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Season Finale Is a Movie Script Come to Life

Tony Stewart turns trite plot into the most compelling day NASCAR has seen in decades.

If you’ve read this column for any length of time, you’re aware that we aren’t big fans of NASCAR’s Chase for the Sprint Cup. The idea of having a playoffs-style run for the title is appealing, but the way it has typically unfolded has been fairly dull and predictable. That is, until this year. By the sheer force of his personality -- and he has enough personality for two or three average men -- former champion Tony Stewart turned the 2011 Chase into the greatest Chase of all time. The way it all played out was just like a mass-market movie with all the drama, pathos and humor that implies.

Here’s the basic scenario. The one-time champ who has had some bleak years is down on his luck again, and many people think his best days are long gone. Somehow he sneaks into the Chase, and he has a chance -- a very outside chance -- of winning another championship, but things still look grim. In fact, the team is so low that his crew chief has already been informed that he better start looking for a job at the end of the season. But then the wily veteran drives and blusters his way through the Chase races and somehow finds himself in contention for the Sprint Cup championship with just one race to go.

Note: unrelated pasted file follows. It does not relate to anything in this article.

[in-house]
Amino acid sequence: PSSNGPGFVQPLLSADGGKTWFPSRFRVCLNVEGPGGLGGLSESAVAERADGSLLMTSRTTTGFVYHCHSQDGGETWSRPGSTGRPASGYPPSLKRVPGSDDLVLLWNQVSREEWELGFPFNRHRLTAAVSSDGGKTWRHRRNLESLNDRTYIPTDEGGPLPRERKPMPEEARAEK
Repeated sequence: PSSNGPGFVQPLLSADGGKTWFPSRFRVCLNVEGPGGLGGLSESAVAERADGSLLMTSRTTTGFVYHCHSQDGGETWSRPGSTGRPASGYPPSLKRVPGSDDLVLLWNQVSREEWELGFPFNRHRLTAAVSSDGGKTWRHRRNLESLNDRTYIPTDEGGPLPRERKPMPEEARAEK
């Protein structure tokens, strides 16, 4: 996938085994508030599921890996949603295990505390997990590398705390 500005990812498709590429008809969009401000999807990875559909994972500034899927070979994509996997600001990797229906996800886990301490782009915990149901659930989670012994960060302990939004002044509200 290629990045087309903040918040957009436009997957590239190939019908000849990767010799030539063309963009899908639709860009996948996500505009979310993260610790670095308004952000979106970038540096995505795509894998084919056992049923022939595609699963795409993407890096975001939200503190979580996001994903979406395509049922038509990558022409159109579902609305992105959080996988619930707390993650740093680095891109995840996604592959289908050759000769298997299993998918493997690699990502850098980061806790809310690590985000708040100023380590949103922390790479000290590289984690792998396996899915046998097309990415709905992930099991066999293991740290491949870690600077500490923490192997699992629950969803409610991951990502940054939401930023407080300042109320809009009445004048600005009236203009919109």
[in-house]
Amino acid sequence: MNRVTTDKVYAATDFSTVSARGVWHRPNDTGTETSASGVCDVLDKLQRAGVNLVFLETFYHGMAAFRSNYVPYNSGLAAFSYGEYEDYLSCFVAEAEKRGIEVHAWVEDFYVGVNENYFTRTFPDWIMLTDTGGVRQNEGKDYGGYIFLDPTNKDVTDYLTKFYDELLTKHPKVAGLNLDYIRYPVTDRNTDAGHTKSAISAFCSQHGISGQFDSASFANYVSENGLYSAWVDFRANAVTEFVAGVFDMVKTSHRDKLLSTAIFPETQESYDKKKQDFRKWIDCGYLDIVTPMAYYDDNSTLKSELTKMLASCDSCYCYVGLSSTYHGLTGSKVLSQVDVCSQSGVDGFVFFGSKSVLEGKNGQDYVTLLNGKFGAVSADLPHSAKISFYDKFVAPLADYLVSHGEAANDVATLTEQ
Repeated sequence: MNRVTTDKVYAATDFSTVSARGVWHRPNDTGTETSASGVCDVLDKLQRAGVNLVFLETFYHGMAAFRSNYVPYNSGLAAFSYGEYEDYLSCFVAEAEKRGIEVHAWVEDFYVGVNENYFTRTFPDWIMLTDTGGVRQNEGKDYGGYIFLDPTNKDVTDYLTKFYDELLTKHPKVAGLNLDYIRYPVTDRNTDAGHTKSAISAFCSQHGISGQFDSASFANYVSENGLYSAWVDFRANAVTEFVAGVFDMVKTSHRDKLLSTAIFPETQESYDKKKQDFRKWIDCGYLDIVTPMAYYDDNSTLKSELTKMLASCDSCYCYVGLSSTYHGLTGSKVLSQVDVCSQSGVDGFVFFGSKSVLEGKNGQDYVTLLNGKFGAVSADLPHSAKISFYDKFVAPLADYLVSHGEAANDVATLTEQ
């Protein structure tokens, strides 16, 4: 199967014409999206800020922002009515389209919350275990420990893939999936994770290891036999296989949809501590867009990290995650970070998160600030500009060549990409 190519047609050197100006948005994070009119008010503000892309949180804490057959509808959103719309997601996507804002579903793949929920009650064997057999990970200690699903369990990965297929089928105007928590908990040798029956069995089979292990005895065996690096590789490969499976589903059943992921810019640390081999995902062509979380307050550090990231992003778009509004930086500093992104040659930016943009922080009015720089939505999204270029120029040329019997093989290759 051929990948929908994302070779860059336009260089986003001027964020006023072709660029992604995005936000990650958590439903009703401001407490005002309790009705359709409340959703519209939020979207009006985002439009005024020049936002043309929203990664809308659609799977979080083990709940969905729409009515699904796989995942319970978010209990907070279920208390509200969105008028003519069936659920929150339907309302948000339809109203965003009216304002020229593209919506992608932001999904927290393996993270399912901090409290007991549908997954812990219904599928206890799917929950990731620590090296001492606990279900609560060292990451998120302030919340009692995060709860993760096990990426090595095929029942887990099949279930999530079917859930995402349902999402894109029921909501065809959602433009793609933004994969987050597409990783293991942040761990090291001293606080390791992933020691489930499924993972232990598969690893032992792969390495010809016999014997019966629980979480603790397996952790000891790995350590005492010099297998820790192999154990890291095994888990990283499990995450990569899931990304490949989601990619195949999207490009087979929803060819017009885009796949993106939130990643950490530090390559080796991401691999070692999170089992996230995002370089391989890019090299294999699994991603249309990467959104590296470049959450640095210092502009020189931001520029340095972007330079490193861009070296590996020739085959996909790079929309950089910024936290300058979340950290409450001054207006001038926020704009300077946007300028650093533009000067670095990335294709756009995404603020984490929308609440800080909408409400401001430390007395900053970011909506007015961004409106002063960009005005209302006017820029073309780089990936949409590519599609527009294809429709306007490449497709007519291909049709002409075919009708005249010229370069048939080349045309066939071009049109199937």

When the last race is run, he gets off to a great start, but then things go wrong. A mechanical problem drops him from contention to the back of the field in a race he simply has to win. His crew frantically repairs the problem, and he goes out driving like a madman, passing everything in sight until -- can you believe it? -- another mechanical problem pushes him to the back of the pack again. A lesser man might just bag it right there. Instead, former champ Stewart comes out again and drives more aggressively than anybody can remember. Throwing caution to the on-shore breeze, he makes pass after pass, shooting through the field like a .30-06 round from a deer rifle.

The other driver in the piece -- Carl Edwards, the solid, classy type who usually ends up losing the girl to the bad boy -- makes it tough on Stewart by driving a good race himself, but by the end of the day it is obvious that Stewart is the irresistible force. With all the odds stacked against him -- and with a patched-together car and a crew chief who doesn’t know if he’ll have a job come Monday morning -- he wins the race and wins the championship. Incredible. Now that’s the way it’s supposed to be, and we might not ever see a racing day quite like that again.